DC Experts Debate Treatment, Perception of For-Profit Sector

By Brittany Hackett, Communications Staff

Tensions ran high during an event in Washington, DC, on Wednesday where a panel of experts debated whether for-profit institutions have been unfairly treated and perceived in recent years. While some panelists said that the sector has been widely attacked by the Obama administration, others said that for-profits deserve greater scrutiny and regulatory oversight due to the dangers inherent in its business model.

The event, hosted by the Cato Institute, a libertarian think tank founded by Charles G. Koch and funded by the Koch brothers, featured a panel of six higher education experts:

  • Robert Shireman, senior fellow at the Century Foundation; 
  • Richard Vedder, director at the Center for College Affordability and Productivity; 
  • Barmak Nassirian, director of federal relations and policy analysis at the American Association of State Colleges and Universities; 
  • Eric Juhlin, CEO of the Center for Excellence in Higher Education; 
  • Ben Miller, senior director of Postsecondary Education at the Center for American Progress; and 
  • Neal McCluskey, director of the Center for Educational Freedom at the Cato Institute.

Shireman, who worked for the Obama administration as a deputy undersecretary at the Department of Education (ED), said that while the for-profit business model “works incredibly well for certain kinds of things” like cars, “it has for hundreds of years not worked very well for things like education.”

The major difference, Shireman said, is that non-profit institutions must place all revenue back into educating students and maintain a committee of people without a financial interest that monitor that reinvestment. For-profits are not held to these same standards, as they are accountable to shareholders whose interests are more focused on net revenue, which increases through enrollment and the use of federal student aid money.

“Not all for-profits are awful all the time, but they are always more dangerous than non-profit or public institutions,” Shireman said.

Not surprisingly, panelists with ties to for-profit schools strongly disagreed with Shireman’s assessment, arguing that the Obama administration and regulations put forth by ED, such as gainful employment and borrower defense to repayment, have unfairly maligned the sector.

“The notion that for-profits, because of this nefarious profit motive, are out to somehow hurt and maim people … is simply not borne out by the facts,” Vedder said.

For-profit institutions, he noted, tend to serve high numbers of low-income, first-generation college students and “tend to be relatively efficient, using fewer resources per student than other institutions.” Rather than evaluating institutions on their ownership structure, Vedder argued that institutions should be evaluated on the performance of students and how institutions use public funding.

Juhlin said that the Obama administration in the last six to seven years has led a “coordinated attack” on for-profits through ED and other entities like the Consumer Financial Protection Bureau and state attorneys general office, resulting in the closure or collapse of many institutions.

However, Shireman pushed back on that characterization of the Obama administration’s actions, arguing that the intent was not to attack or single out for-profit schools but to better protect students, families, and taxpayers.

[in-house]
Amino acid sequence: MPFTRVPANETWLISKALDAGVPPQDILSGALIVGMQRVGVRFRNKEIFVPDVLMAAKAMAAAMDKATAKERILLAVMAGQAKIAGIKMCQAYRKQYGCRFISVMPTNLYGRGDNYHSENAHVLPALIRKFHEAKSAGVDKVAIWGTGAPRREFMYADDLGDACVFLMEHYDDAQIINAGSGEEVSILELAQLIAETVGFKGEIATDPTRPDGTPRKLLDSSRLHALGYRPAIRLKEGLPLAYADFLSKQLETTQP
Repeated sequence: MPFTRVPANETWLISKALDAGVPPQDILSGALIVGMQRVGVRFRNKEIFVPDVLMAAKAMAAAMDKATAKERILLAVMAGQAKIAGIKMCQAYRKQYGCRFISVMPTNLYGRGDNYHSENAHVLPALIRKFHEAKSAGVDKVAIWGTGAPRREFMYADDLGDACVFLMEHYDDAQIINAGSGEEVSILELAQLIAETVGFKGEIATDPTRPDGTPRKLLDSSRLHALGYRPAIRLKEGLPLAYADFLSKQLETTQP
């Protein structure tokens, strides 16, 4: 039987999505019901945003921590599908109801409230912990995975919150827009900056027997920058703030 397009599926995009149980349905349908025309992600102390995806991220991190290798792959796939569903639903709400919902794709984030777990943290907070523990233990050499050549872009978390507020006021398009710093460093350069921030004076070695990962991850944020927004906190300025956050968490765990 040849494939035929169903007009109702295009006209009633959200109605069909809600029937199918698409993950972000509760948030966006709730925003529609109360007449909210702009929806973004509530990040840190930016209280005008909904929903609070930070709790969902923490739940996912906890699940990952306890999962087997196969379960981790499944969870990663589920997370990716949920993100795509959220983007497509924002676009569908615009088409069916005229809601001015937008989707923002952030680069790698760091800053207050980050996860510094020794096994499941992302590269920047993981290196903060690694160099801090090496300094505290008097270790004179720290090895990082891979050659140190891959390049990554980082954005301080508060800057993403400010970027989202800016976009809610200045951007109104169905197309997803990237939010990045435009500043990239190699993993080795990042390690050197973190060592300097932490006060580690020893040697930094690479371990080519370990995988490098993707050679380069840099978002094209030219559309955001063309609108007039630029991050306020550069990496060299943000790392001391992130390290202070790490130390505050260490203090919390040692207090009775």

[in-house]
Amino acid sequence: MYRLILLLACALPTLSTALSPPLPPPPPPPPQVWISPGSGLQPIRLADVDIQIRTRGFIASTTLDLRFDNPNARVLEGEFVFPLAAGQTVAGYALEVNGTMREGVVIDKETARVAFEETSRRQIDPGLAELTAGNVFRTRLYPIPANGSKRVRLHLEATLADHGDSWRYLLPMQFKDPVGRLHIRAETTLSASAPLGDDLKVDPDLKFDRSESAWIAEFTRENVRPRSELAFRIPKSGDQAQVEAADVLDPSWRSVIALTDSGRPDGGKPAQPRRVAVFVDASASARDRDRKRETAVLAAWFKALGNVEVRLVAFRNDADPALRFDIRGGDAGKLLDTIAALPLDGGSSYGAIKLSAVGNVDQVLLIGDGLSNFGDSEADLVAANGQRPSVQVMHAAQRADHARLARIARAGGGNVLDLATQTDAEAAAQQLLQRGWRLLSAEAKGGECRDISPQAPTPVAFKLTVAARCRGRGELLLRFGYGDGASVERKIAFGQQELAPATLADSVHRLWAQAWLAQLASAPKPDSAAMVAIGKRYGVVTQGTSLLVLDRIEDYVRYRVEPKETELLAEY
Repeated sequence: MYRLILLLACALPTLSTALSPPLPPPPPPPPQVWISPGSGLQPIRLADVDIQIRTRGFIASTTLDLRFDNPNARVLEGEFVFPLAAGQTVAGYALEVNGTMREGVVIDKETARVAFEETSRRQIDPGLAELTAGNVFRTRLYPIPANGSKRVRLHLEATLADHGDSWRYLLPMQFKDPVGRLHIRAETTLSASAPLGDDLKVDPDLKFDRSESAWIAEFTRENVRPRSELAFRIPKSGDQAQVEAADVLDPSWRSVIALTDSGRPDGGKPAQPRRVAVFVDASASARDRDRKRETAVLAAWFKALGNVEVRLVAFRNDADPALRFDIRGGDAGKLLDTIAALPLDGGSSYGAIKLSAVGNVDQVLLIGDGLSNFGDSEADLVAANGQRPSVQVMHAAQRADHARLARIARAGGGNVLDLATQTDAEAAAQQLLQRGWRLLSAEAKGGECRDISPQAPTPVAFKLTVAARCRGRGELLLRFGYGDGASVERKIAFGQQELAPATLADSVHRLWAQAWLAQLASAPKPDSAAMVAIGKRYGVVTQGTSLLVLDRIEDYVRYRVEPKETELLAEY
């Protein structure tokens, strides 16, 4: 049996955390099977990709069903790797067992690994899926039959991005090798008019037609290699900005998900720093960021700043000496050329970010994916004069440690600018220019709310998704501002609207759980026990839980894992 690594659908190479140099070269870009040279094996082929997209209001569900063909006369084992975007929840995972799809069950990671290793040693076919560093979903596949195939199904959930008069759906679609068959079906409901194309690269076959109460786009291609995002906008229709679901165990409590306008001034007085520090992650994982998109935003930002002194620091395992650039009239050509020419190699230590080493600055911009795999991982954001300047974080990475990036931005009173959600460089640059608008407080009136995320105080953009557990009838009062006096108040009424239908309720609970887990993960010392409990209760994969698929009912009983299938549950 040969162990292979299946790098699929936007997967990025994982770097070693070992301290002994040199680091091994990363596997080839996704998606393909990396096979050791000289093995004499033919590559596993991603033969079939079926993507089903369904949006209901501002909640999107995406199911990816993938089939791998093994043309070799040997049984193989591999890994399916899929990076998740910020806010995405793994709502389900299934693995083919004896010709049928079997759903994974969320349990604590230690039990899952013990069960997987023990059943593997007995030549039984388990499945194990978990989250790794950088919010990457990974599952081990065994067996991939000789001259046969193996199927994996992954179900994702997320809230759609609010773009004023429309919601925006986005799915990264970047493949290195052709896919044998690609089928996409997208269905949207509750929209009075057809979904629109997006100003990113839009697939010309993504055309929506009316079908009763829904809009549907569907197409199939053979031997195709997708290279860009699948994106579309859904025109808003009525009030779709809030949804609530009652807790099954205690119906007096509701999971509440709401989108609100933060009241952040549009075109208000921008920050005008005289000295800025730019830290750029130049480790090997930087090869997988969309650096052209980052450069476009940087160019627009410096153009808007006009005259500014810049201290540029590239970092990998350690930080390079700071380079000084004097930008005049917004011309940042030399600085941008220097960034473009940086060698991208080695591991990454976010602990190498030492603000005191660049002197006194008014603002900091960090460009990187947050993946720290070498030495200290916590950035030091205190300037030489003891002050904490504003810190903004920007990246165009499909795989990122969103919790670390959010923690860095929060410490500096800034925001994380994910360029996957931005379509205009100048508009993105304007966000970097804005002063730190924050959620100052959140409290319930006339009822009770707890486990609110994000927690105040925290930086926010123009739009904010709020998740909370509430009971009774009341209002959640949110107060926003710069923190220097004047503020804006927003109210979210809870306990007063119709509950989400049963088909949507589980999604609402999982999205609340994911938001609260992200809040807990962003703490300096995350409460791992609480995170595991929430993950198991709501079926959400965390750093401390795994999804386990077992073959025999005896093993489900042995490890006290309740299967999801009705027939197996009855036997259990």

The conversation then turned to the future of higher education policy under President-elect Donald Trump, with the entire panel agreeing that they simply don’t know what is to come and that the new Congress is more likely to tackle higher education issues in the coming year.

“There is an absolutely critical role for for-profit institutions to serve those students who have been disenfranchised by the public sector and provide a career-specific education,” Juhlin said, adding that he hopes the Trump administration will focus more on student outcomes and “objective” regulations that apply equally to all higher education sectors.

 

Publication Date: 11/17/2016


James R | 11/17/2016 9:45:44 AM

I worked in a for-profit institution and I do think that these institutions do afford a higher education opportunity to a demographic of student that may be overlooked or feel they are unable to participate in other educational institutions for various reasons. I believe that for profit education does have a viable place in the market of higher education but with that said I do believe that there is the opportunity for malfeasance by school administrators to front load their student population and even adjust school policies to keep students enrolled for the purpose of funding. Higher Education should not be viewed as a way for administrators or shareholders to make money or become rich. Well not in exorbitant fashion anyway. The other problem is just opening the door to people who have been unable to obtain a higher education doesn't mean they are ready to be enrolled into a higher education institution. For profit institutions have to understand that if they are going to market to and open their doors to a demographic of the population via open enrollment that they have a responsibility to either identify those who are not ready for a postsecondary education and assist those who are serious to other educational experiences that will prepare them for higher education or the institution itself needs to provide the educational services. If for-profit schools want to show that their goal is to provide postsecondary education to those who may be disadvantaged in receiving that education then maybe they would best service themselves if they vested themselves in the success of secondary education or services that prepare potential students in needed postsecondary skills.

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